British employers are accused of breaching health and safety legislation as a trade union uncovers widespread evidence of employees and workers being denied access to basic facilities.
It's one thing having to queue for a busy loo, but being forced to urinate in a bucket is quite another. According to Unite, this is an indignity being suffered by employees working at a high-street bank.
Aside from facilities, workers have been restricted in the times that they can make use of toilet breaks and forced to 'log-off' when taking a break.
Restrictions such as these may not only fall foul of health and safety legislation (which could lead to prosecution by the Health and Safety Executive), but equality legislation too. Employees who are disabled in particular may require adjustments to be made to their work patterns, location or facilities to accommodate them in the performance of their duties. This might also extend to pregnant women and others who have specific needs.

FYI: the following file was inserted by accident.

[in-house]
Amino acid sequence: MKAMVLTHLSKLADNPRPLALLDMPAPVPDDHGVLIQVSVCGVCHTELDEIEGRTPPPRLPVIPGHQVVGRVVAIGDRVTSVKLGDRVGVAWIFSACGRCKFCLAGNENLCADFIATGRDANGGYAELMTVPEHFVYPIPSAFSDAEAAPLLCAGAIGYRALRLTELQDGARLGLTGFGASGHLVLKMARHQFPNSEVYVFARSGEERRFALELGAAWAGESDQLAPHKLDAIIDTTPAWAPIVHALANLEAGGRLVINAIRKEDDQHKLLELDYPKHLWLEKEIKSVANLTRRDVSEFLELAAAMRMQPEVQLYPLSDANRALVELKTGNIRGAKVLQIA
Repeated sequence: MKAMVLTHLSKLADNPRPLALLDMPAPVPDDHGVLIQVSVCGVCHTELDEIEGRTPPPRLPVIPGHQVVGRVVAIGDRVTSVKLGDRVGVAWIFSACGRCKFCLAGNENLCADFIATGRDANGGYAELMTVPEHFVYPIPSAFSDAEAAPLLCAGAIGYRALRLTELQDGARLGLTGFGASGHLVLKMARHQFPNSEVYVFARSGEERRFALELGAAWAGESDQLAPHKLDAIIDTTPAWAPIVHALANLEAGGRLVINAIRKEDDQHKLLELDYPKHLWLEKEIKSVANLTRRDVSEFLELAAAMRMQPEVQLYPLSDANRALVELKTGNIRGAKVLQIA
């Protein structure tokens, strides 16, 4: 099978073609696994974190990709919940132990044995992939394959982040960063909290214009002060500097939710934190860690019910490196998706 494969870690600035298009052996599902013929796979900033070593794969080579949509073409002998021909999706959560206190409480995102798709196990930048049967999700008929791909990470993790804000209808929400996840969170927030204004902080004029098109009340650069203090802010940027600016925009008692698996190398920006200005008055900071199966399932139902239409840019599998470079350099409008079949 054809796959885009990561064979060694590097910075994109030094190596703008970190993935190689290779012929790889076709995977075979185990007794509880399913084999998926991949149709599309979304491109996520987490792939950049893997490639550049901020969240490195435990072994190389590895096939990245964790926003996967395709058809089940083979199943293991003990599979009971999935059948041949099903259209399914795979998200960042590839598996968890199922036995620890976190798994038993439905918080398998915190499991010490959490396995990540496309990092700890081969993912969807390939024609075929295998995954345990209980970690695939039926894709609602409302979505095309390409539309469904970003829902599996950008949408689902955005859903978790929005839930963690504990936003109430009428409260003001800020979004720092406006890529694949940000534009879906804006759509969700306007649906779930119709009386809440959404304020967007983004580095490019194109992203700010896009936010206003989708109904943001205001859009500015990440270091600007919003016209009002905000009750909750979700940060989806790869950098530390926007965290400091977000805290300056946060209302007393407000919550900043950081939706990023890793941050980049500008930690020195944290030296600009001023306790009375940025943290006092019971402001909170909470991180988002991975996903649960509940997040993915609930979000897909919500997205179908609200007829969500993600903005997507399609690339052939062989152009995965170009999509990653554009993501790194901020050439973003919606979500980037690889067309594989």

There has been a move across many sectors to address the growing need for female toilets, with theatres and law courts being some of the public buildings that have historically failed to cater for women.
Unite's threat to 'name and shame' those who are underserving their staff and denying them toilet dignity should be avoided by employers who take action in their own workplaces.
If this is something that causes you concern in your own workplace, or you require advice on making adjustments for employees, do contact me at email@example.com
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Unite said it had uncovered evidence of staff at branches of big high-street banks being required to urinate in buckets, and construction sites failing to provide any female toilets. Bus drivers had been denied toilet breaks for up to five hours, and workers in call centres for big financial institutions were told to log in and out to take a toilet break.